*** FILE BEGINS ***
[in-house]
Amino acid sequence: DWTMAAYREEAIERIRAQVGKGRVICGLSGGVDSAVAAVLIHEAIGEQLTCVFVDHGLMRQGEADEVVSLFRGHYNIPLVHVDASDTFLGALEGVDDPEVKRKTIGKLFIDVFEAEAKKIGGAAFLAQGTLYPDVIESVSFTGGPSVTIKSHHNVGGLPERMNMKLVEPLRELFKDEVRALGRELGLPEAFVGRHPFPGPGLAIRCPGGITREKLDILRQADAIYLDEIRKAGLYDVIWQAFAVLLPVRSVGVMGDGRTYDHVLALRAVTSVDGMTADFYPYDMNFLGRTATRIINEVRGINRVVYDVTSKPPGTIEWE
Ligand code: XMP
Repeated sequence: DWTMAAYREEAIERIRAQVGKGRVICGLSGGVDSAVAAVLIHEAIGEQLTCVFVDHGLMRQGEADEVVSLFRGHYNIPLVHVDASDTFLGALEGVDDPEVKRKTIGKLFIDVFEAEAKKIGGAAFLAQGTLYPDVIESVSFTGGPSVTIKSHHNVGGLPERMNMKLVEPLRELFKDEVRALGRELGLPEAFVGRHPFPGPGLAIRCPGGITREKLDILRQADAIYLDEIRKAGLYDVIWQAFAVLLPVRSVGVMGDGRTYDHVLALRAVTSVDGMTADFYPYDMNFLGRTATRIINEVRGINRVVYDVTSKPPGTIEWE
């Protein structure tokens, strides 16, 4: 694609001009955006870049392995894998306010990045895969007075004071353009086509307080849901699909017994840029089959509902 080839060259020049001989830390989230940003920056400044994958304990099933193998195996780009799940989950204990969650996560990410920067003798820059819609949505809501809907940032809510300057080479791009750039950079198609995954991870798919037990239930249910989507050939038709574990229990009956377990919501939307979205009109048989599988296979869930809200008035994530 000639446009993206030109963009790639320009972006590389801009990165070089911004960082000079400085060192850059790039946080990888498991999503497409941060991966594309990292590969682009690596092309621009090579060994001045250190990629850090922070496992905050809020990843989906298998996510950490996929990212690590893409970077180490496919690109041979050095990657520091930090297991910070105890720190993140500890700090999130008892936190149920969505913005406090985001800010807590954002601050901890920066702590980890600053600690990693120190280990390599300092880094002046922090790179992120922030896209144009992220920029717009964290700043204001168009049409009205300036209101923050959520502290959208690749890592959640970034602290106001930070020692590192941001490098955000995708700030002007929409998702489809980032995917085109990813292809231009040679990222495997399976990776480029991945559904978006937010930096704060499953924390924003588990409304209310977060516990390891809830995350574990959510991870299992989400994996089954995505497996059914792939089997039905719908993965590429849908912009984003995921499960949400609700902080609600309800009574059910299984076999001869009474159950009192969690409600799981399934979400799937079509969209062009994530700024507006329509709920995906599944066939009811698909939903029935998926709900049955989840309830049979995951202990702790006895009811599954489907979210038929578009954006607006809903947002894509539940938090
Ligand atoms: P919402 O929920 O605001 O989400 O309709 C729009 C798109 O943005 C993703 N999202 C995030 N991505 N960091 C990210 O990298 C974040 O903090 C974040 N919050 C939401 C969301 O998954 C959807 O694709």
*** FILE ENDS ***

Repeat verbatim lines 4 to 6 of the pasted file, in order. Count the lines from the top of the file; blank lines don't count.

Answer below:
Repeated sequence: DWTMAAYREEAIERIRAQVGKGRVICGLSGGVDSAVAAVLIHEAIGEQLTCVFVDHGLMRQGEADEVVSLFRGHYNIPLVHVDASDTFLGALEGVDDPEVKRKTIGKLFIDVFEAEAKKIGGAAFLAQGTLYPDVIESVSFTGGPSVTIKSHHNVGGLPERMNMKLVEPLRELFKDEVRALGRELGLPEAFVGRHPFPGPGLAIRCPGGITREKLDILRQADAIYLDEIRKAGLYDVIWQAFAVLLPVRSVGVMGDGRTYDHVLALRAVTSVDGMTADFYPYDMNFLGRTATRIINEVRGINRVVYDVTSKPPGTIEWE
């Protein structure tokens, strides 16, 4: 694609001009955006870049392995894998306010990045895969007075004071353009086509307080849901699909017994840029089959509902 080839060259020049001989830390989230940003920056400044994958304990099933193998195996780009799940989950204990969650996560990410920067003798820059819609949505809501809907940032809510300057080479791009750039950079198609995954991870798919037990239930249910989507050939038709574990229990009956377990919501939307979205009109048989599988296979869930809200008035994530 000639446009993206030109963009790639320009972006590389801009990165070089911004960082000079400085060192850059790039946080990888498991999503497409941060991966594309990292590969682009690596092309621009090579060994001045250190990629850090922070496992905050809020990843989906298998996510950490996929990212690590893409970077180490496919690109041979050095990657520091930090297991910070105890720190993140500890700090999130008892936190149920969505913005406090985001800010807590954002601050901890920066702590980890600053600690990693120190280990390599300092880094002046922090790179992120922030896209144009992220920029717009964290700043204001168009049409009205300036209101923050959520502290959208690749890592959640970034602290106001930070020692590192941001490098955000995708700030002007929409998702489809980032995917085109990813292809231009040679990222495997399976990776480029991945559904978006937010930096704060499953924390924003588990409304209310977060516990390891809830995350574990959510991870299992989400994996089954995505497996059914792939089997039905719908993965590429849908912009984003995921499960949400609700902080609600309800009574059910299984076999001869009474159950009192969690409600799981399934979400799937079509969209062009994530700024507006329509709920995906599944066939009811698909939903029935998926709900049955989840309830049979995951202990702790006895009811599954489907979210038929578009954006607006809903947002894509539940938090
Ligand atoms: P919402 O929920 O605001 O989400 O309709 C729009 C798109 O943005 C993703 N999202 C995030 N991505 N960091 C990210 O990298 C974040 O903090 C974040 N919050 C939401 C969301 O998954 C959807 O694709």